Arkady Gaidar

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Arkady Gaidar

Arkady Petrovich Golikov (Russian: Арка́дий Петро́вич Го́ликов; (22 January [O.S. 9 January] 1904 — 26 October 1941), better known as Arkady Gaidar (Арка́дий Гайда́р), was a Soviet writer, whose stories were very popular among Soviet children.

Life and career[edit]

Gaidar was born in the town of Lgov in Imperial Russia, now in Kursk Oblast, Russia, to a family of teachers. Gaidar spent his childhood in Arzamas. In August 1918, Gaidar became a member of the Bolsheviks, volunteering for the Red Army in December of that year, still aged only 14.[1] During the Russian Civil War, at the age of 16, he became commander of a regiment. He participated in the suppression of several anti-communist uprisings, among them the Antonovshchina uprising. On several occasions Gaidar was wounded in combat. He retired from the army in 1924 due to a contusion. A year later, Gaidar began publishing his literary works. His story "RVS" (1926) defined his further life in many respects: Gaidar found his vocation in writing children's literature, telling stories of front-line camaraderie and the romanticism of the revolutionary struggle. His story Timur and his squad (1940) made Gaidar famous. The character Timur was named after, and partially based on, Gaidar's son. A captivating account of an altruistic pioneer youth gave birth to the mass Timur movement among Young Pioneers and other children's organizations all over the Soviet Union.

In the first days of the World War II, Gaidar was sent to the front as a special correspondent for the newspaper Komsomolskaya Pravda. In the fall of 1941, Gaidar and other soldiers were surrounded by German troops. He joined the partisans and became a machine gunner. On October 26, Gaidar died in combat.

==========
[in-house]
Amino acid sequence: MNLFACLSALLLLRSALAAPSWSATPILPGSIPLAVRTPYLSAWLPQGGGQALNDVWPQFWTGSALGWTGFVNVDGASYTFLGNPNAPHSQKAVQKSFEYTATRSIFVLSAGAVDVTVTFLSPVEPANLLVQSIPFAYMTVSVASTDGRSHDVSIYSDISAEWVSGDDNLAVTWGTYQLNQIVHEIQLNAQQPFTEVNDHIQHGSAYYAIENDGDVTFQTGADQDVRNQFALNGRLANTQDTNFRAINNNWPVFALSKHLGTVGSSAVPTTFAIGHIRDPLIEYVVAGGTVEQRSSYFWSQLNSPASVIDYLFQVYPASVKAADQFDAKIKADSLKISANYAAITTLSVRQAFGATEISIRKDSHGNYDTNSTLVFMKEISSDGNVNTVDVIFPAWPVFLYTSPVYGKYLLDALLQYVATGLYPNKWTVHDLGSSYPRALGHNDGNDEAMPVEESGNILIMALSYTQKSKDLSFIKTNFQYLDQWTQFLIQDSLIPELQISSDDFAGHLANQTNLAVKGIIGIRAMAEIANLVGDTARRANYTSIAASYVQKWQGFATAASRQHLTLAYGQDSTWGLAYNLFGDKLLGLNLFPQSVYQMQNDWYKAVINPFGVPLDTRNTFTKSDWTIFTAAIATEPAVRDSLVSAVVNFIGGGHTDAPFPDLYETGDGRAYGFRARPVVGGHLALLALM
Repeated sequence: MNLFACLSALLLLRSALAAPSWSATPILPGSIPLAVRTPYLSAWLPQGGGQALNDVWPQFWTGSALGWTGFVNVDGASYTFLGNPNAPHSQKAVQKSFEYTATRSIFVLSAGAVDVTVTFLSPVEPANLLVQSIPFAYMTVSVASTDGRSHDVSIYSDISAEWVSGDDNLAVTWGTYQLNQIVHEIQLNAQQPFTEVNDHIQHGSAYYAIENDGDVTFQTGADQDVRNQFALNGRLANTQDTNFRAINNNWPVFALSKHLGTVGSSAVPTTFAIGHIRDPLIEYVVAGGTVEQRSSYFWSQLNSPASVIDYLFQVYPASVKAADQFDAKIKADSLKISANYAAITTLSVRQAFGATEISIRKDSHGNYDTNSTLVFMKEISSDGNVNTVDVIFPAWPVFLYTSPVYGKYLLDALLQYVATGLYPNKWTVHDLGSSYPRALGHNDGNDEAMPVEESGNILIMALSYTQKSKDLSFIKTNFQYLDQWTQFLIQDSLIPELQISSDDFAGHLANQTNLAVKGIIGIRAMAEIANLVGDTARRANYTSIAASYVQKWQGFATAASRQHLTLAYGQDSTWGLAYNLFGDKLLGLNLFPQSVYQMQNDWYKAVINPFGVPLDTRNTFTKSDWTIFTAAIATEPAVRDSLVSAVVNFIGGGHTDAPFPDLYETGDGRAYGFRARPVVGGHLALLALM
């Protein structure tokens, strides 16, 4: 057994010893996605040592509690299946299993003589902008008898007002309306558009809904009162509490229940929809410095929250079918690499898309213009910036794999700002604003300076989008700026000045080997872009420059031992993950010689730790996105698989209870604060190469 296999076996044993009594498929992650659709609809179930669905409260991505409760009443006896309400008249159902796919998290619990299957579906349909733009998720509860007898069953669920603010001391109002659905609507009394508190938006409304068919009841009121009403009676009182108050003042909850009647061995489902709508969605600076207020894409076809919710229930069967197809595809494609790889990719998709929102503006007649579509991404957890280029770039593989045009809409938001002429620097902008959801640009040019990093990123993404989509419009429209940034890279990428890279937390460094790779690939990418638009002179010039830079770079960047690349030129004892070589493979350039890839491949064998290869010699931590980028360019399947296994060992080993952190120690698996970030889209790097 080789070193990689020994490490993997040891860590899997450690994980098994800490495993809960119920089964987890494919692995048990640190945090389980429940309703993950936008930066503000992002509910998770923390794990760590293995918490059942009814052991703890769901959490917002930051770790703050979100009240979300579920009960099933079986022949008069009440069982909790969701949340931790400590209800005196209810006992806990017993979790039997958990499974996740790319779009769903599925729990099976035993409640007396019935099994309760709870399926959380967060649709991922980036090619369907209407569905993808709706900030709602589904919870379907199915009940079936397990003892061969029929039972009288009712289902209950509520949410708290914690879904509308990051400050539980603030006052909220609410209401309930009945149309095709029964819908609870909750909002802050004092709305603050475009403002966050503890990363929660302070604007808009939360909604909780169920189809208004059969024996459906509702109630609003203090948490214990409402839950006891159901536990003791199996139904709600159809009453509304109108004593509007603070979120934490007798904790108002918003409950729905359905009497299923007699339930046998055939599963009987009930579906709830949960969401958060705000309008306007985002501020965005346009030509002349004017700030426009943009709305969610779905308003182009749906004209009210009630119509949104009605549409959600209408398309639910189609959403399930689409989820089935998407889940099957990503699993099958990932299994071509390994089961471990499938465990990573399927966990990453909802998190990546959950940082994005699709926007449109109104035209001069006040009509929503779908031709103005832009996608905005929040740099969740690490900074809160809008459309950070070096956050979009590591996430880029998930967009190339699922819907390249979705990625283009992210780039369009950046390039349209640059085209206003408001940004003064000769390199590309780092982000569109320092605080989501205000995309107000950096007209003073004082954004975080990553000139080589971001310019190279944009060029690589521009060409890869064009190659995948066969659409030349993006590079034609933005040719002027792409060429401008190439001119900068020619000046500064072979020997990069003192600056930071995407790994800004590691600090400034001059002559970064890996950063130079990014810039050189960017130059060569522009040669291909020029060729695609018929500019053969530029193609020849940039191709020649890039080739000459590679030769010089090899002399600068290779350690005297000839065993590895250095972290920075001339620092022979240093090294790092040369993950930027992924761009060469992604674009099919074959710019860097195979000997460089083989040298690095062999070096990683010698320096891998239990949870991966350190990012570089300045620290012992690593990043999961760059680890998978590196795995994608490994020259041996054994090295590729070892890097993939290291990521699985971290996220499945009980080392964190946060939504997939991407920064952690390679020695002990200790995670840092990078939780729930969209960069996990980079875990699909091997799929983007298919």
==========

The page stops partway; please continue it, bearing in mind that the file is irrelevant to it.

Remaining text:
He was interred in the town of Kanev, where a monument honoring him was erected in 1953. Gaidar was awarded two orders and several medals.

Three biographical movies about Arkady Gaidar were released in the USSR: Serebryanye truby (Russian: Silver Trumpets) (1970), Konets imperatora taygi (Russian: The Death of the Emperor of the Taiga) (1978), and Ostayus s vami (Russian: I'll Stay with You) (1981). The latter was a story of Arkady Gaidar's last days). And also a number of films was made based on his stories. Gaidar’s books have been translated into many languages.

Russian economist Yegor Gaidar was Arkady Gaidar's grandson; Yegor Gaidar's father, Rear Admiral Timur Gaidar, was his son.

English Translations[edit]

  • Timur and his Gang, Charles Scribner's Sons, NY, 1943.
  • School and Other Stories, Progress Publishers, Moscow, 1967.
  • The Blue Cup, Progress Publishers, Moscow, 1981.
  • Selected Stories, Raduga Publishers, Moscow, 1986.
  • The Drummer Boy and Two Other Stories, Anchor Press Ltd, Great Britain.



  1. ^ Gribanov, Vladimir. "Аркадий Гайдар: романтика прицельного выстрела" ("Arkady Gaidar: Romance of an Aimed Shot"). Аргументы и факты (Argumenty i Fakty). 22 Oct. 2002. Argumenty i Fakty. Retrieved 26 Feb. 2009. (Russian)

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